Hey hey fellow ani-bloggers! It’s Archi-Anime’s turn for the April tour stop on the OWLS blog tour. Just a friendly reminded that OWLS: Otaku Warriors for Liberty and Self-Respect, is a group that hopes to spread the important message of respect and kindness to every human being. Our monthly blog tours that reflect this message of tolerance and self-acceptance, through various analysis of the anime medium; although it is not limited to anime.
This month’s topic is Colors:
We are all part of one race, the human race. “Colors” refers to people of color in anime. For this monthly topic, we will be discussing how people of color or characters of different “races” (a literal alien race) are represented in anime. Some topics we are considering is the dangers of stereotyping, bi-racial characters, and the importance of racial inclusion.
An anime that stuck out to me for this prompt was Anthy and her brother Akio from Revolutionary Girl Utena. Their race/ethnicity is never exactly stated, and the more I delved into it and thought about it, the more this became a look at the symbolism of skin color and what Anthy symbolizes as a whole. I have personally found that skin color is often romanticized, and that Anthy is representative of a lot of stereotypes associated with Asian women.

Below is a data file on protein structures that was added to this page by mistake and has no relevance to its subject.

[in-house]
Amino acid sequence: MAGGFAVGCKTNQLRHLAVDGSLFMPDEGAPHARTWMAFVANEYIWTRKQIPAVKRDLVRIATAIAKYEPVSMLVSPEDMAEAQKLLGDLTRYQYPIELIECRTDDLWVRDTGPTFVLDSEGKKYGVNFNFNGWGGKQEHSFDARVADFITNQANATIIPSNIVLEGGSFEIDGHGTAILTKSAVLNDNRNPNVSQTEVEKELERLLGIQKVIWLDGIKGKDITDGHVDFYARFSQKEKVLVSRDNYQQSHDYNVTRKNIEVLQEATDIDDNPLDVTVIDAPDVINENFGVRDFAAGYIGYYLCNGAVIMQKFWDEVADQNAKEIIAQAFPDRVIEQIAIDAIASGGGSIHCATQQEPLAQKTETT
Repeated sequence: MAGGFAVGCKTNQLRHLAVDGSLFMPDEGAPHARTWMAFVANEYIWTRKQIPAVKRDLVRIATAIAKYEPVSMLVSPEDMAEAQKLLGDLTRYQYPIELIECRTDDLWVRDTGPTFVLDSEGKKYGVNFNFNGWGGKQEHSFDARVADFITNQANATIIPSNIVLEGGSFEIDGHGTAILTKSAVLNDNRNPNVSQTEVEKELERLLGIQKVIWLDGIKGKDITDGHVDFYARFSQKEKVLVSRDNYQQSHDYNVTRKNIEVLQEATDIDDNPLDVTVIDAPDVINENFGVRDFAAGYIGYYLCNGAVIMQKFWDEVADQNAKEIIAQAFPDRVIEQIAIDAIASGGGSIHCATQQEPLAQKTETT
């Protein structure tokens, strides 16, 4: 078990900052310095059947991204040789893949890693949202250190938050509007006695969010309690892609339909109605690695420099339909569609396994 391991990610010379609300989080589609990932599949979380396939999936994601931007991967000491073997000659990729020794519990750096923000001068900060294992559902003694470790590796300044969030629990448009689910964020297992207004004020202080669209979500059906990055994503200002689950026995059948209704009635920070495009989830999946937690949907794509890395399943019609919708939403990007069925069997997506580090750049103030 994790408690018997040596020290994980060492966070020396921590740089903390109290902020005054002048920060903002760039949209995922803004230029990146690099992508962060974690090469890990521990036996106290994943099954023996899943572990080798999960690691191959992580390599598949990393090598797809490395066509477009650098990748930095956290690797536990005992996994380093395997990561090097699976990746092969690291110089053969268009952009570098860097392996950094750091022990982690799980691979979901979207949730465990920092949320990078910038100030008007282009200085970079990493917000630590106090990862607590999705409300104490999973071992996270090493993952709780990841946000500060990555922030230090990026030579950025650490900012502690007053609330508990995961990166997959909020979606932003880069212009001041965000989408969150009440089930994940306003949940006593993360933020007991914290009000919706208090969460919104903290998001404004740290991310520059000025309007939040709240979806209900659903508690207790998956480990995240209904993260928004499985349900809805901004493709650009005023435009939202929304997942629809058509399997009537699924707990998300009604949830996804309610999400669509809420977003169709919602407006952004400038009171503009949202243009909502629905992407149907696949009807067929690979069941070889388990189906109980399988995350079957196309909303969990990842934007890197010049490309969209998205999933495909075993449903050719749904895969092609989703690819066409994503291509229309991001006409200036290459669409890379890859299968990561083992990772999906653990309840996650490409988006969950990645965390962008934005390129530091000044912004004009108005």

Anthy and Akio are the only two characters of color in this anime. Does it hold a significance? Maybe. My analysis and interpretation will focus on Anthy’s role and is solely an opinion based on what I’ve seen on the show and some interesting parallel’s that I’ve found in my own experience and research.